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Inflamm Bowel Dis. 2011 Jun;17(6):1322-7. doi: 10.1002/ibd.21502. Epub 2010 Nov 5.

Bile acid malabsorption in inflammatory bowel disease: assessment by serum markers.

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Department of Clinical Biochemistry and Laboratory Diagnostics, 1st Faculty of Medicine, Charles University in Prague, Czech Republic.



Bile acid malabsorption (BAM) is a common feature of Crohn's disease (CD). We aimed to determine whether BAM develops only in patients with a resected distal ileum or if it also occurs in patients who have not undergone surgery for CD.


The study included 347 patients with CD or ulcerative colitis (UC) and 119 healthy subjects (controls). BAM was assessed by measurement of serum levels of 7α-hydroxycholest-4-en-3-one (C4) and fibroblast growth factor 19 (FGF19). We surveyed members of the European Crohn's and Colitis Organization and International Organization for the Study of Inflammatory Bowel Disease to collect current information about BAM diagnosis.


The severity of BAM was associated with resection of the distal ileum. Compared with controls, patients who received moderate or extensive ileal resection had significantly increased levels of serum C4 (12 versus 62 versus 243 μg/L, respectively; P < 0.001). However, BAM was also present in a substantial number of the patients with CD who were not treated by surgery who had ileitis or colitis (14% and 11%, respectively). There was an indirect, proportional relationship between levels of C4 and FGF19 (P < 0.001).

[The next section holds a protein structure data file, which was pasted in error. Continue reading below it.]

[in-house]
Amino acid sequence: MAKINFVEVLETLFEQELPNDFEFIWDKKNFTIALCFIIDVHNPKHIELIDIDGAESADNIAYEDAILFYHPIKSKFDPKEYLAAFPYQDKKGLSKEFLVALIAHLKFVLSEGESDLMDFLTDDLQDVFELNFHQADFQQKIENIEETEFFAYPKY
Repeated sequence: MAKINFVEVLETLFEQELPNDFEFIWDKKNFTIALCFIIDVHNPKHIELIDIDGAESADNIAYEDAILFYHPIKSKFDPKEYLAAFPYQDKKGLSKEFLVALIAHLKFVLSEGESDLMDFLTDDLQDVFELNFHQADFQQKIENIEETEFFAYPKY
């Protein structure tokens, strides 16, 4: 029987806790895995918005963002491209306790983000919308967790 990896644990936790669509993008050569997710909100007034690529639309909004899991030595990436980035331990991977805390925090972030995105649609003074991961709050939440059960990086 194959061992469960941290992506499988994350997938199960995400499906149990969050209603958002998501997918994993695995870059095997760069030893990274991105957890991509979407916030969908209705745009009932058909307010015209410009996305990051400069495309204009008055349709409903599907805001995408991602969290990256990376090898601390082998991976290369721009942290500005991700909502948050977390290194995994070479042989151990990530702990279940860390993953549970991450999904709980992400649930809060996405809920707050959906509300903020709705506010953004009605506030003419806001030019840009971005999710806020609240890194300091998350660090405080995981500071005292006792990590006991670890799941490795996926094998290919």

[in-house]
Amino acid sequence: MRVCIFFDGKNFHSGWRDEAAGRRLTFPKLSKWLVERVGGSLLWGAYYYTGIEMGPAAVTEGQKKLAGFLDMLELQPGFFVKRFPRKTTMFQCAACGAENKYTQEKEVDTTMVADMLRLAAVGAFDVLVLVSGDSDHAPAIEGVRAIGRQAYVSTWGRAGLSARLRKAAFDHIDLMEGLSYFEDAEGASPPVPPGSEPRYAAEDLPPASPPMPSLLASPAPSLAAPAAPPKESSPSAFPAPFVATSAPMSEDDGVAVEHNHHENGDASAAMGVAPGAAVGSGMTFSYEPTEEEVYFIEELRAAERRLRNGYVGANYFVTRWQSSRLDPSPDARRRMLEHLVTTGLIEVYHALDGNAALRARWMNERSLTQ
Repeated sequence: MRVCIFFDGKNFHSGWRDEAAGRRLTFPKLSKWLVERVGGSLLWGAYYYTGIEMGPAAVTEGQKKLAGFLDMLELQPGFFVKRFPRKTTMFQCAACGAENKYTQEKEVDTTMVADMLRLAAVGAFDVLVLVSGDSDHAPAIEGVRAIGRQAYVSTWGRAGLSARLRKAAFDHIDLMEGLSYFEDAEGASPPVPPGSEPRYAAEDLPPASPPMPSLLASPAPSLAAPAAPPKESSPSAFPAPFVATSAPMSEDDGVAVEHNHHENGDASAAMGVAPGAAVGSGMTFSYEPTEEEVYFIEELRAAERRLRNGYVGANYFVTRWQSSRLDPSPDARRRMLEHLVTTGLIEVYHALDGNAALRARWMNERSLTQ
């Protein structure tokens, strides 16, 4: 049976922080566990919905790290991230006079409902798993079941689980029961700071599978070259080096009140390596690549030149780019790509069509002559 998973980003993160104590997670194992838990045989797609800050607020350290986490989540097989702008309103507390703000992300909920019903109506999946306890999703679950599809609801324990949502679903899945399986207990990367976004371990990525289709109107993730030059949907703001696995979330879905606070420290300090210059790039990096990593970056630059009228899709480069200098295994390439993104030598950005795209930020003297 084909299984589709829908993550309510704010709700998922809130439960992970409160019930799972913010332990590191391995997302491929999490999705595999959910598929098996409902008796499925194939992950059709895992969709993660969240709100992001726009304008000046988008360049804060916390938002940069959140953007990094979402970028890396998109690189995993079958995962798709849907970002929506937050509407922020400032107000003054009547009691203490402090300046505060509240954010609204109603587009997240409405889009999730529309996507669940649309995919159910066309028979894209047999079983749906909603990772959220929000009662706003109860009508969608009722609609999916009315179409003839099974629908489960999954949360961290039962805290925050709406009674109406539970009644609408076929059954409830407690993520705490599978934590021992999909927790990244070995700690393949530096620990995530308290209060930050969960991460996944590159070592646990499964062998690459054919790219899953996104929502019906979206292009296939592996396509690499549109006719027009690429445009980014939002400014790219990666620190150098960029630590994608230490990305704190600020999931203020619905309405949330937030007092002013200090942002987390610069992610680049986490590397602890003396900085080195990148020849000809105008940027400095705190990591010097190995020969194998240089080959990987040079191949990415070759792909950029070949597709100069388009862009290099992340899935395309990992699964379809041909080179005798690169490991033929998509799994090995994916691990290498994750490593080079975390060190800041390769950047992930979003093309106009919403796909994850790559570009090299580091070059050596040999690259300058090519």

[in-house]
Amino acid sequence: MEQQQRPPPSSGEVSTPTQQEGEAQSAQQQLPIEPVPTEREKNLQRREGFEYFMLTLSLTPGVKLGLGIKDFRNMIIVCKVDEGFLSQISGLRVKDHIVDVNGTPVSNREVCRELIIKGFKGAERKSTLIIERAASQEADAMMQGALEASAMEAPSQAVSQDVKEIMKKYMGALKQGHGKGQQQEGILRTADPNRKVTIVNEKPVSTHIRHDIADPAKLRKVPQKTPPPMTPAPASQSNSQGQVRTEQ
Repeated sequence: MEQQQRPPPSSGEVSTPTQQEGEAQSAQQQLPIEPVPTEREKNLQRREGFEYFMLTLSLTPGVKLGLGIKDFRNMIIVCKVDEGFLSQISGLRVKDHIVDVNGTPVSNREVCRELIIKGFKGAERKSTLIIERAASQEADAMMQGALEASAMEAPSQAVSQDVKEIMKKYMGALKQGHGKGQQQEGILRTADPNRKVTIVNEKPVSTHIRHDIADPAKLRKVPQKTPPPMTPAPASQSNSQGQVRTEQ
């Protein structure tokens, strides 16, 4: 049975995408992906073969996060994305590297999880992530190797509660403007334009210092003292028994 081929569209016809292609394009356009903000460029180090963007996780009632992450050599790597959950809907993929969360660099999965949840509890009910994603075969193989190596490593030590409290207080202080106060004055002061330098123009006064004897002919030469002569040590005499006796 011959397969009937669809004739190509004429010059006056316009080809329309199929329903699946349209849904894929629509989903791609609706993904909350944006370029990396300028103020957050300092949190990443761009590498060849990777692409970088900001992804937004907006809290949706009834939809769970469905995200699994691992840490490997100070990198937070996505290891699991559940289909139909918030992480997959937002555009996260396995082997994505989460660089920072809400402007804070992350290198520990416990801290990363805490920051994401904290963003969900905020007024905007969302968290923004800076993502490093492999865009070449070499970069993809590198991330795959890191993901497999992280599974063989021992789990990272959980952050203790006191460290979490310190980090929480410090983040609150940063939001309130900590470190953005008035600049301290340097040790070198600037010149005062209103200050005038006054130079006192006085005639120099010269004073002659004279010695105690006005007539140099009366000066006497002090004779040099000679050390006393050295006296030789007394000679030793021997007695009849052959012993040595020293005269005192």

The most severe BAM occurs in CD patients after resection of the distal ileum, but BAM can occur in surgically untreated CD patients, regardless of disease localization. Laboratory tests for BAM should become a part of the algorithm for diagnosis of CD to identify patients who might respond to therapies such as bile acid sequestrants. FGF19 appears to be a reliable marker of BAM.

[Indexed for MEDLINE]

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